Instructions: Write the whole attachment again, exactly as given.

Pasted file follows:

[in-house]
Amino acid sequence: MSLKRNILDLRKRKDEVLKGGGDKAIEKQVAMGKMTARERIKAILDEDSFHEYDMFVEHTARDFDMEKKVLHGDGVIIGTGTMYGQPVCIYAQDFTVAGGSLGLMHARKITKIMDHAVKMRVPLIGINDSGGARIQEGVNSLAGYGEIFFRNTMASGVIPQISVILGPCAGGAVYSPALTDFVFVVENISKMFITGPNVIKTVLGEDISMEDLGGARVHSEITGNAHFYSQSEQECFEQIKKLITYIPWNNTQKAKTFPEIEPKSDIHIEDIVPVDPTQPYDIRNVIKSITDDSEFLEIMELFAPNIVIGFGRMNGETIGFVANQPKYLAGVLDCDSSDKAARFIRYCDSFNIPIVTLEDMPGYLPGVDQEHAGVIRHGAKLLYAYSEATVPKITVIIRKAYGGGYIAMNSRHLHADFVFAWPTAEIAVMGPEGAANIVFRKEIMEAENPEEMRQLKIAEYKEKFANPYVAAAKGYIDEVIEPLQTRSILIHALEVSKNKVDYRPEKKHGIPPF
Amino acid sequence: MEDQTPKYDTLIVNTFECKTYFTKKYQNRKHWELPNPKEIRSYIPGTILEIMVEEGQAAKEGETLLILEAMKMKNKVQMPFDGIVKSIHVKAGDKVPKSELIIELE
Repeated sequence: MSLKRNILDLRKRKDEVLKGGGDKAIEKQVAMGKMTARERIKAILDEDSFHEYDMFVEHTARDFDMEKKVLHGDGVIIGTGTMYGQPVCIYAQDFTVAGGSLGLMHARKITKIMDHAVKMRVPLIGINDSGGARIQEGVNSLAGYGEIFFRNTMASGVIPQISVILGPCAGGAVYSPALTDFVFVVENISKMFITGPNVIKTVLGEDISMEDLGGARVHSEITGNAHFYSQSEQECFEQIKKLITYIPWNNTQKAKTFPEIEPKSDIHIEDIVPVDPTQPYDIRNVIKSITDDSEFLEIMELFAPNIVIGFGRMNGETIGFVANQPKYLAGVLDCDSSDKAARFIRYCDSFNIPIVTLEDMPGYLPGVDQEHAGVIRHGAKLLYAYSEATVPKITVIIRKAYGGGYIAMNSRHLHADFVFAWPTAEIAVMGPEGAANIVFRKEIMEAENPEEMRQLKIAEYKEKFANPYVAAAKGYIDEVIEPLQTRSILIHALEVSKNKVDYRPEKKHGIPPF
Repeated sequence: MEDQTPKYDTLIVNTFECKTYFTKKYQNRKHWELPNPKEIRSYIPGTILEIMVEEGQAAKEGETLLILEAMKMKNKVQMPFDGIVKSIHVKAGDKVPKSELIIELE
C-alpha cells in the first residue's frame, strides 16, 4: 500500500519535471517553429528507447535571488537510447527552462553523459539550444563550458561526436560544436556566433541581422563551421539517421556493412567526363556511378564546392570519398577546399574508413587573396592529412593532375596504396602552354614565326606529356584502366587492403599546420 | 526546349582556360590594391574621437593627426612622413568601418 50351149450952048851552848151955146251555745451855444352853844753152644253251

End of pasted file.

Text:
[in-house]
Amino acid sequence: MSLKRNILDLRKRKDEVLKGGGDKAIEKQVAMGKMTARERIKAILDEDSFHEYDMFVEHTARDFDMEKKVLHGDGVIIGTGTMYGQPVCIYAQDFTVAGGSLGLMHARKITKIMDHAVKMRVPLIGINDSGGARIQEGVNSLAGYGEIFFRNTMASGVIPQISVILGPCAGGAVYSPALTDFVFVVENISKMFITGPNVIKTVLGEDISMEDLGGARVHSEITGNAHFYSQSEQECFEQIKKLITYIPWNNTQKAKTFPEIEPKSDIHIEDIVPVDPTQPYDIRNVIKSITDDSEFLEIMELFAPNIVIGFGRMNGETIGFVANQPKYLAGVLDCDSSDKAARFIRYCDSFNIPIVTLEDMPGYLPGVDQEHAGVIRHGAKLLYAYSEATVPKITVIIRKAYGGGYIAMNSRHLHADFVFAWPTAEIAVMGPEGAANIVFRKEIMEAENPEEMRQLKIAEYKEKFANPYVAAAKGYIDEVIEPLQTRSILIHALEVSKNKVDYRPEKKHGIPPF
Amino acid sequence: MEDQTPKYDTLIVNTFECKTYFTKKYQNRKHWELPNPKEIRSYIPGTILEIMVEEGQAAKEGETLLILEAMKMKNKVQMPFDGIVKSIHVKAGDKVPKSELIIELE
Repeated sequence: MSLKRNILDLRKRKDEVLKGGGDKAIEKQVAMGKMTARERIKAILDEDSFHEYDMFVEHTARDFDMEKKVLHGDGVIIGTGTMYGQPVCIYAQDFTVAGGSLGLMHARKITKIMDHAVKMRVPLIGINDSGGARIQEGVNSLAGYGEIFFRNTMASGVIPQISVILGPCAGGAVYSPALTDFVFVVENISKMFITGPNVIKTVLGEDISMEDLGGARVHSEITGNAHFYSQSEQECFEQIKKLITYIPWNNTQKAKTFPEIEPKSDIHIEDIVPVDPTQPYDIRNVIKSITDDSEFLEIMELFAPNIVIGFGRMNGETIGFVANQPKYLAGVLDCDSSDKAARFIRYCDSFNIPIVTLEDMPGYLPGVDQEHAGVIRHGAKLLYAYSEATVPKITVIIRKAYGGGYIAMNSRHLHADFVFAWPTAEIAVMGPEGAANIVFRKEIMEAENPEEMRQLKIAEYKEKFANPYVAAAKGYIDEVIEPLQTRSILIHALEVSKNKVDYRPEKKHGIPPF
Repeated sequence: MEDQTPKYDTLIVNTFECKTYFTKKYQNRKHWELPNPKEIRSYIPGTILEIMVEEGQAAKEGETLLILEAMKMKNKVQMPFDGIVKSIHVKAGDKVPKSELIIELE
C-alpha cells in the first residue's frame, strides 16, 4: 500500500519535471517553429528507447535571488537510447527552462553523459539550444563550458561526436560544436556566433541581422563551421539517421556493412567526363556511378564546392570519398577546399574508413587573396592529412593532375596504396602552354614565326606529356584502366587492403599546420 | 526546349582556360590594391574621437593627426612622413568601418 50351149450952048851552848151955146251555745451855444352853844753152644253251